We can't force people to vote sensibly, we could at least not reward them for not doing it..

C.

Comment on Voting system idea..
Re: Voting system idea..
by FoxtrotUniform (Prior) on Nov 22, 2004 at 08:42 UTC

    I don't really mind either way.

    However, I don't think that "get rid of the spend-all-your-votes bonus" is going to do much to correct this problem (if problem it is). I think that most of the flippant voters do it because they might get one XP just for voting, not because they'll get XP later. (I will admit to having gone to quite some lengths to spend leftover votes for just this reason, although I like to think that I usually try to find suitably deserving nodes. There are plenty of those around.) Now we're back to rozallin's proposal, which may not be a bad thing.

    --
    Yours in pedantry,
    F o x t r o t U n i f o r m

    "Anything you put in comments is not tested and easily goes out of date." -- tye

Re: Voting system idea..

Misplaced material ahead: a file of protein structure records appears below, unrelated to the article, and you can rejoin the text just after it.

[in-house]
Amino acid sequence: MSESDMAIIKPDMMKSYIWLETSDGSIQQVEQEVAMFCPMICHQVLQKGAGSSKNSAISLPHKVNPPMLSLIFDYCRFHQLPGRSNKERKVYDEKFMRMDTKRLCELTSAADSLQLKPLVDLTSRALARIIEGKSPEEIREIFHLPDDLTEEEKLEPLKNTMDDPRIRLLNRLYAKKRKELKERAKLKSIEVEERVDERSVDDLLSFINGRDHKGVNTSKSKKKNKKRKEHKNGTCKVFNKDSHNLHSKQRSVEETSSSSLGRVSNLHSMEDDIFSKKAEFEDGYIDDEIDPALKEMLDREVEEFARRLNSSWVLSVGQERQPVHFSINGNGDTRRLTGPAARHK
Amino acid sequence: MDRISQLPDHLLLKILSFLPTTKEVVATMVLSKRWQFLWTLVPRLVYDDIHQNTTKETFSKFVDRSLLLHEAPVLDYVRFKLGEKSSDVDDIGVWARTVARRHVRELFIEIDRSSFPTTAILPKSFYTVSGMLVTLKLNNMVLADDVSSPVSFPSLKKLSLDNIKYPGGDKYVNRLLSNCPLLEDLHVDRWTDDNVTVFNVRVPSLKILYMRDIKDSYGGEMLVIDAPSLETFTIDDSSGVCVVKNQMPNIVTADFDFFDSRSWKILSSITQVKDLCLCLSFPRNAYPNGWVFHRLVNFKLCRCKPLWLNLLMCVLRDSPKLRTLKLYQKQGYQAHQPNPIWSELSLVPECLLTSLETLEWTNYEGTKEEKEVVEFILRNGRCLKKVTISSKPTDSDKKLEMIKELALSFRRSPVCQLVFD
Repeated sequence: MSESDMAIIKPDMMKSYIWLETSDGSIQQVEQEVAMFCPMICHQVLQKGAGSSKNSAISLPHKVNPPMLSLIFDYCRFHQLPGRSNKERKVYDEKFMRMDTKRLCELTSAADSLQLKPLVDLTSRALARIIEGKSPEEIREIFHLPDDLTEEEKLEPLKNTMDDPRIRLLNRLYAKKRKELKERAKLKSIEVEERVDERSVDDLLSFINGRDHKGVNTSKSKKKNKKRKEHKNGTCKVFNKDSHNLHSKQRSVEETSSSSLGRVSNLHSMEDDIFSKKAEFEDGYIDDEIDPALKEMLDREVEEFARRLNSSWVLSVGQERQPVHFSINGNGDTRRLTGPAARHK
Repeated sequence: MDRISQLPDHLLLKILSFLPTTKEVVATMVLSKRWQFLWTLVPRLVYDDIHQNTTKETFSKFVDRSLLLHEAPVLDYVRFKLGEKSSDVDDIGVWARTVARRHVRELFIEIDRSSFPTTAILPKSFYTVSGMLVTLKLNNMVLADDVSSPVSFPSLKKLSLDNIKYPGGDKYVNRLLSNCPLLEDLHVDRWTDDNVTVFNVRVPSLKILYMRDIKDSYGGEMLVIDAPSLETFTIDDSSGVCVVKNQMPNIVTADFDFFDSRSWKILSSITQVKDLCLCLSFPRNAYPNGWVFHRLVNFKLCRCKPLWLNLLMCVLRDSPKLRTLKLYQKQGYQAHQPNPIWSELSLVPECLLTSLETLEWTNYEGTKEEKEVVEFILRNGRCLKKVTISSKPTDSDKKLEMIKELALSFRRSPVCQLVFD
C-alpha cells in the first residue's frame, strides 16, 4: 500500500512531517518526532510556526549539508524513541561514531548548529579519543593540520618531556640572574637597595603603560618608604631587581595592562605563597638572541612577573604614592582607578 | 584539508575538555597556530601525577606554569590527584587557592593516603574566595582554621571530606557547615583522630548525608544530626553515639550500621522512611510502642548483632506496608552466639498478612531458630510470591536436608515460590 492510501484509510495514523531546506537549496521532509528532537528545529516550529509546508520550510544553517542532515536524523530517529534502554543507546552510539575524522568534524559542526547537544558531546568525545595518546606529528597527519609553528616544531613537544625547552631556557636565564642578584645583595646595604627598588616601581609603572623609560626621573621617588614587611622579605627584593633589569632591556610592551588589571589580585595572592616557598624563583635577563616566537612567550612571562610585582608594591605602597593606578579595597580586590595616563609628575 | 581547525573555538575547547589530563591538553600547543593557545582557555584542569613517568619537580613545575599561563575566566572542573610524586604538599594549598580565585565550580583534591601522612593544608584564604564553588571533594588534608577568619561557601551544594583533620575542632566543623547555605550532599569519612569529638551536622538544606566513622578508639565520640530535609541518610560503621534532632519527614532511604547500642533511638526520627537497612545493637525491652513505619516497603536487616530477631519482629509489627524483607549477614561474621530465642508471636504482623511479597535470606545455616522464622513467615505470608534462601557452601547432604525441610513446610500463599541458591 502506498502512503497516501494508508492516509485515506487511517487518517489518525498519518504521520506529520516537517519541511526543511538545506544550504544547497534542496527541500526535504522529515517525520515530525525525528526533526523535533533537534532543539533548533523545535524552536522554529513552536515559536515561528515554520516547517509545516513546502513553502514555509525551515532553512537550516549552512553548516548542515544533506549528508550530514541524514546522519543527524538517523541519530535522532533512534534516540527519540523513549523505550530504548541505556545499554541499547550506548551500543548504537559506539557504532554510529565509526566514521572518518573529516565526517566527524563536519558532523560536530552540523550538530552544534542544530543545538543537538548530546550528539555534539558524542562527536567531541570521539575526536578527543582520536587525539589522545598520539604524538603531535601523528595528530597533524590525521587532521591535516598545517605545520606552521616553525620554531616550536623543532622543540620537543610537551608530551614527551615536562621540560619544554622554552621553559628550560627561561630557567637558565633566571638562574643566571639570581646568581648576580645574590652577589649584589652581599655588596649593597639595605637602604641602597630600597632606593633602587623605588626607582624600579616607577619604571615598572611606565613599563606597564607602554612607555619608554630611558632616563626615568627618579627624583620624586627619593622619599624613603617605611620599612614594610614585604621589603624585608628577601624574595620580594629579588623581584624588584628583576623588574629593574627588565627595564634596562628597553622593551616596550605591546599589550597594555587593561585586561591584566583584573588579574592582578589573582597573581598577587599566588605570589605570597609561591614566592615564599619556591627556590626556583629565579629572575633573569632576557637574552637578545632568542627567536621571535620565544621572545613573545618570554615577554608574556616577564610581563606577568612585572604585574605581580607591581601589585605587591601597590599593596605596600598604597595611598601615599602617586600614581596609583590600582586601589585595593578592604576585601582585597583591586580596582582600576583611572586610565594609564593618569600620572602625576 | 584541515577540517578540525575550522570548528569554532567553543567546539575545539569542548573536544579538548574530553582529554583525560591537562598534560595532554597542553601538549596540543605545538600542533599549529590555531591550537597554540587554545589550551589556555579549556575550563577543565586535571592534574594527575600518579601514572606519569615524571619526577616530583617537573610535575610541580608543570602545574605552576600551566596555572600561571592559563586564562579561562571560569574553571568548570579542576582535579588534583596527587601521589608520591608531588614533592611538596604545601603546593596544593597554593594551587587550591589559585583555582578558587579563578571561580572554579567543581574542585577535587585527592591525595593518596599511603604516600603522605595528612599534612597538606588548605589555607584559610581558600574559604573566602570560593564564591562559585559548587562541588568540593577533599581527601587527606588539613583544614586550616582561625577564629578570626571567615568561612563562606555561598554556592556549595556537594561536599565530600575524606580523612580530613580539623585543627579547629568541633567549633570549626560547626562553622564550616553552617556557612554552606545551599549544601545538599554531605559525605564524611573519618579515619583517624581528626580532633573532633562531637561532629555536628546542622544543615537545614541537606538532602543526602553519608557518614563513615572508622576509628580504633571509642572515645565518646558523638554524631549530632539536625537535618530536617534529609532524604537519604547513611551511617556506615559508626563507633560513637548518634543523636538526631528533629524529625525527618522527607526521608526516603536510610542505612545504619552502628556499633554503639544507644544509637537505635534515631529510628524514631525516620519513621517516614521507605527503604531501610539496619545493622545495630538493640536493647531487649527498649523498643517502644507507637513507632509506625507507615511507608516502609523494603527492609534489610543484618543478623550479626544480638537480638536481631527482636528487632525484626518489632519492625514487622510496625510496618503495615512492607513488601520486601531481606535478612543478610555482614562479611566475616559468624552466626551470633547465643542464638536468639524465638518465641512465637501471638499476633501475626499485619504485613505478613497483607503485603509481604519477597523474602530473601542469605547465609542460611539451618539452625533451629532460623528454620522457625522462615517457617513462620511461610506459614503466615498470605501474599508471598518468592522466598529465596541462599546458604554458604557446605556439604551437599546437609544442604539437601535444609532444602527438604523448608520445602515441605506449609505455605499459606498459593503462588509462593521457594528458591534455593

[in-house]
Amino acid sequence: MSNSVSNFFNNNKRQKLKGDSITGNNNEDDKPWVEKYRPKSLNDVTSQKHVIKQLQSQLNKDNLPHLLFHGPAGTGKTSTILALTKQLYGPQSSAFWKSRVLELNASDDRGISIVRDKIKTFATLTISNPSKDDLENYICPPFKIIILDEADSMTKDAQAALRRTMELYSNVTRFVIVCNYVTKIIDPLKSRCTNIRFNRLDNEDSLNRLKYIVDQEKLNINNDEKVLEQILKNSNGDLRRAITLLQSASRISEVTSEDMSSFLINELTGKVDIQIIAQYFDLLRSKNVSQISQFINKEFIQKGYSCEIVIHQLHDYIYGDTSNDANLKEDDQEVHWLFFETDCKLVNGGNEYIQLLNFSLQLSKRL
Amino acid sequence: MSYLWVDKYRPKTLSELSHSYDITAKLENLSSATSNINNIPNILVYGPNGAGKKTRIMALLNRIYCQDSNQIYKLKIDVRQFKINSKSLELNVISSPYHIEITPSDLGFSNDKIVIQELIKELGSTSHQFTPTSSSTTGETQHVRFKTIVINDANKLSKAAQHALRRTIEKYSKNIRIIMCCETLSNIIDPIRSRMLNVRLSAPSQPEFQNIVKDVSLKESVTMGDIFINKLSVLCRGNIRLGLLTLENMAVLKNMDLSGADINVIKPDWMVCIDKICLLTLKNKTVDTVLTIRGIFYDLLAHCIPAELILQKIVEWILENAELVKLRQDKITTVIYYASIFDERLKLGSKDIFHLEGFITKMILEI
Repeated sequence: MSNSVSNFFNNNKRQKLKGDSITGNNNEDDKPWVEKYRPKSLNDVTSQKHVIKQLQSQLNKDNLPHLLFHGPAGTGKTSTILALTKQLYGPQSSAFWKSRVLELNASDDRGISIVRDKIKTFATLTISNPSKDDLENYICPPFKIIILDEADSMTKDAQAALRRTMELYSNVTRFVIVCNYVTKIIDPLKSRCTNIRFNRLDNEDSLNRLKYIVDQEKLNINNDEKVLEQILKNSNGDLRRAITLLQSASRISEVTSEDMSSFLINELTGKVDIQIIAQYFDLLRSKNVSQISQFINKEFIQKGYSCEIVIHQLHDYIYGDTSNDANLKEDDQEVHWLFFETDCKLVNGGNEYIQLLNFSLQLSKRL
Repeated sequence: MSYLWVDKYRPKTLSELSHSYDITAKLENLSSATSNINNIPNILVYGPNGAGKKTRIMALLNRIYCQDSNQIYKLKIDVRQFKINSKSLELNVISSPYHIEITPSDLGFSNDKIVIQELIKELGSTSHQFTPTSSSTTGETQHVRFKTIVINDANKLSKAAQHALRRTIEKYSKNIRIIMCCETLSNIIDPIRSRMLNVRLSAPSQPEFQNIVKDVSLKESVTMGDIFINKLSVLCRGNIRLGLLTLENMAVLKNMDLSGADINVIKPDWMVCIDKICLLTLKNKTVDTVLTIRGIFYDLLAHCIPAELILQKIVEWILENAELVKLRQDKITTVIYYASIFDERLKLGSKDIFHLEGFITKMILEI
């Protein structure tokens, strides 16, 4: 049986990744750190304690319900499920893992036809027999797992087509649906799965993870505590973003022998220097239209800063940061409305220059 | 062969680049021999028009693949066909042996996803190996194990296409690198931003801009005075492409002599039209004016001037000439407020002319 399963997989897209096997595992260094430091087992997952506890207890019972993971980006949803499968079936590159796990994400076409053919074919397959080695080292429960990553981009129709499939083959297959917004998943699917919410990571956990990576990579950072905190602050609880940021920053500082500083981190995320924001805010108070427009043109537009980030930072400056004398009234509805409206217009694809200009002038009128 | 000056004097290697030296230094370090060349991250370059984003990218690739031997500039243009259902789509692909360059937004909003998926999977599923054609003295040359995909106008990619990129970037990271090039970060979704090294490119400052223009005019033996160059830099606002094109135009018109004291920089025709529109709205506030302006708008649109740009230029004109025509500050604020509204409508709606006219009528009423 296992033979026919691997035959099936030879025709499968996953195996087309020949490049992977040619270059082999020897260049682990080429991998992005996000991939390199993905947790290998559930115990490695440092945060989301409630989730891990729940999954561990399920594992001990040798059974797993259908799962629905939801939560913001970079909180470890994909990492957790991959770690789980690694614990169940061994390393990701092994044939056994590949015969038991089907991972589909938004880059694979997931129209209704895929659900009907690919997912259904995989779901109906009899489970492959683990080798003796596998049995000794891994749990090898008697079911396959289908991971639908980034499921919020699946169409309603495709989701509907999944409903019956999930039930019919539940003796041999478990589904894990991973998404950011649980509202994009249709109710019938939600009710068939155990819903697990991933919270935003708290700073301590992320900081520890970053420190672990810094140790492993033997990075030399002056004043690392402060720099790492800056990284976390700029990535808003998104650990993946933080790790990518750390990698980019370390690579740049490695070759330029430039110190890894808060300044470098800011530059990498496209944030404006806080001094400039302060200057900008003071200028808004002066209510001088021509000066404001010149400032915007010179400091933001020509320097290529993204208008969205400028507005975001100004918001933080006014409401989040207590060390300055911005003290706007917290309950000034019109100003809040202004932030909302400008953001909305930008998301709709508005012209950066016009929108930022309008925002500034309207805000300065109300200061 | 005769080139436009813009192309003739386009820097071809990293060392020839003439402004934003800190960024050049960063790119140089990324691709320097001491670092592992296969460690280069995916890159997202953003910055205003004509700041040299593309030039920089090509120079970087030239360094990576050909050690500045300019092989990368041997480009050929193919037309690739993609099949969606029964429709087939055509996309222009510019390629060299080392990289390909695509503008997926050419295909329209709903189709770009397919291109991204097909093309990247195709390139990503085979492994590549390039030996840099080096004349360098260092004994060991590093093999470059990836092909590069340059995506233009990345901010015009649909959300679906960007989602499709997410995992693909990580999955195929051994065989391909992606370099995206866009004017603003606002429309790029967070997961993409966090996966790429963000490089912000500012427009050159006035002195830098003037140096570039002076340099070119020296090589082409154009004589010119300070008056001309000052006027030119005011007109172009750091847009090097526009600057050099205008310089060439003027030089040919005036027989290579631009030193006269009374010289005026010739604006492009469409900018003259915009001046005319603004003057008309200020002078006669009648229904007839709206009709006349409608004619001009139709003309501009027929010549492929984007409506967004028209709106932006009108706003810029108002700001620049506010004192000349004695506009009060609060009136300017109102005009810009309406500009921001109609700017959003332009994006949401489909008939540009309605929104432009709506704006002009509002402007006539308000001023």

by Happy-the-monk (Monsignor) on Nov 22, 2004 at 08:57 UTC

    I speak in favour of the two kinds of bonuses from voting actively.

    The voting system is there to be used, so people should vote. I dream that some people unlike me or castaway (who are here nearly every day) and who come to PM once in a while, read, cast votes.

    We must encourage them to do so, and hence there's a bonus. Maybe it should just be that, at level five, you get no more bonus points for the last votes you cast, maybe the number of your level. And for level 8 and above, twice the number of your level of the votes don't get you XP for voting anymore.

    Assuming high ranking monks with a number of votes do know what voting is supposed to do, they will still want to spend their votes on worthy nodes, even without a benefit.

    Cheers, Sören

Re: Voting system idea..
by gaal (Parson) on Nov 22, 2004 at 09:59 UTC
    If we partition pm users to those who have the bonus potential (ie, $level <= 5) and those who don't, isn't the voting power of the non-bonused partition much larger than that of the other one?